You may remember my plea to help get this anti-pesticide documentary seen. Well, that was before I’d seen it myself and now that I have, I can recommend it not just for its powerful message but for the fascinating person at its core.
Here’s a blurb from the movie’s website. “Dr. June Irwin, a dermatologist, noticed a connection between her patients’ health conditions and their exposure to chemical pesticides and herbicides. With relentless persistence she brought her concerns to town meetings to warn her fellow citizens that the chemicals they were putting on their lawns posed severe health risks and had unknown side effects on the environment.” And after years of being a persistent nag on the subject, she succeeded in eliminating pesticides from her town in Ontario, and most of Canada.
And it was June Irwin herself that I found most compelling in the movie. Those hats! That eye make-up! She must have been easy to dismiss as a character or even a bit crazy, but this crusading dermatologist went on to topple the giants of Big Chem and get products removed from every Home Depot in the country. Similar battles for change are now popping up all over the U.S.
Executive producer Paul Tukey (of Safe Lawns and the Lawn Reform Coalition) just sent me the good news that “A Chemical Reaction” has been accepted by the DC Environmental Film Festival next March. So I’ll get to see it with a big audience, and I’m hoping that Dr. Irwin will fly down for the DC premiere. I’ve got to see more of this crazy-like-a-fox women.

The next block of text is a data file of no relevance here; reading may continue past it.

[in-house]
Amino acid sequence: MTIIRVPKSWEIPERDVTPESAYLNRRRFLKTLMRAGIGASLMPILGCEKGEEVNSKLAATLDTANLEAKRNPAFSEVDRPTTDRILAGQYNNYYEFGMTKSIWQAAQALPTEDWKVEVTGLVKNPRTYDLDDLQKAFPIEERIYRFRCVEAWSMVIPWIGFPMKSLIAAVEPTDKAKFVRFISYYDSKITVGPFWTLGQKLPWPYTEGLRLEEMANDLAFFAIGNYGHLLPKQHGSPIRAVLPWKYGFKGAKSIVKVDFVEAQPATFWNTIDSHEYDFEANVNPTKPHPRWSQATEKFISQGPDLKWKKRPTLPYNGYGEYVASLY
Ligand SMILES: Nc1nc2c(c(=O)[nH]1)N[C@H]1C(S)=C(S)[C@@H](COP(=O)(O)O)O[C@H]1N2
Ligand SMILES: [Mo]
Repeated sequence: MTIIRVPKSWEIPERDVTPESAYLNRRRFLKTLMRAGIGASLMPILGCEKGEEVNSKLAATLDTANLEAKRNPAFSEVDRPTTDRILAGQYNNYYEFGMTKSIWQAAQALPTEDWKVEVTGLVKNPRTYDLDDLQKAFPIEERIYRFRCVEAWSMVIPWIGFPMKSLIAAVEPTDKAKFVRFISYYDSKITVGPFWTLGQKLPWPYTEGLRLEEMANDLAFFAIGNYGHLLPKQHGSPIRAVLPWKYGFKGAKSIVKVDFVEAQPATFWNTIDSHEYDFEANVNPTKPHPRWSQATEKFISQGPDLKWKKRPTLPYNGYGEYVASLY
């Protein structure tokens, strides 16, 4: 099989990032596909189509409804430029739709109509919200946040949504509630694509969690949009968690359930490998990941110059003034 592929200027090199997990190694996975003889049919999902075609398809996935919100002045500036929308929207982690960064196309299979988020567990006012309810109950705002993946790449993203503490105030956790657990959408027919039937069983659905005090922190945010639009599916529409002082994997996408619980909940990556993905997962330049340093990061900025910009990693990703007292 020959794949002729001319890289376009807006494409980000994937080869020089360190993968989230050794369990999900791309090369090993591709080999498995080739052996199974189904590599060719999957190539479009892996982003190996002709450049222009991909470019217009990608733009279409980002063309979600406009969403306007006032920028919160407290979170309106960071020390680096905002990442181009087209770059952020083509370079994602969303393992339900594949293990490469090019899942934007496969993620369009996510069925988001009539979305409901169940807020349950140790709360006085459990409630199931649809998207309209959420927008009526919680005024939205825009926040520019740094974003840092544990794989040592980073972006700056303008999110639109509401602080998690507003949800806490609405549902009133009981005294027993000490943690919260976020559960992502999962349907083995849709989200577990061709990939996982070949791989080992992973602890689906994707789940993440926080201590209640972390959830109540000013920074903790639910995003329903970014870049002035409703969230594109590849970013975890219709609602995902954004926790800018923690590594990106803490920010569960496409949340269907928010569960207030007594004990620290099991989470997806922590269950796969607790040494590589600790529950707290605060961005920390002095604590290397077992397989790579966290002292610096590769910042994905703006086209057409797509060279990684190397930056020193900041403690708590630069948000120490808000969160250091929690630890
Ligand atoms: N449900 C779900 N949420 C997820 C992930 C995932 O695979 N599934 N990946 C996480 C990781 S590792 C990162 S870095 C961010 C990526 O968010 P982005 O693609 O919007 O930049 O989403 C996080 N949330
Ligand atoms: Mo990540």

Ginny Stibolt reviewed “A Chemical Reaction” and concluded: “Water restrictions and shortages are not the only reason to avoid artificially greened lawns.
A Chemical Reaction is the ultimate David vs. Goliath story. That one woman’s persistence could convince a town and from there an entire country of the damaging effects of lawn chemicals left me amazed and inspired. Unhappily, I’m now stuck with the question, inspired to do what? Because the most shocking aspect of the documentary was learning that the chemical companies have already been successful at preemptively blocking similar legislation in the United States – not to mention changing their company names to disassociate themselves from what happened in Canada.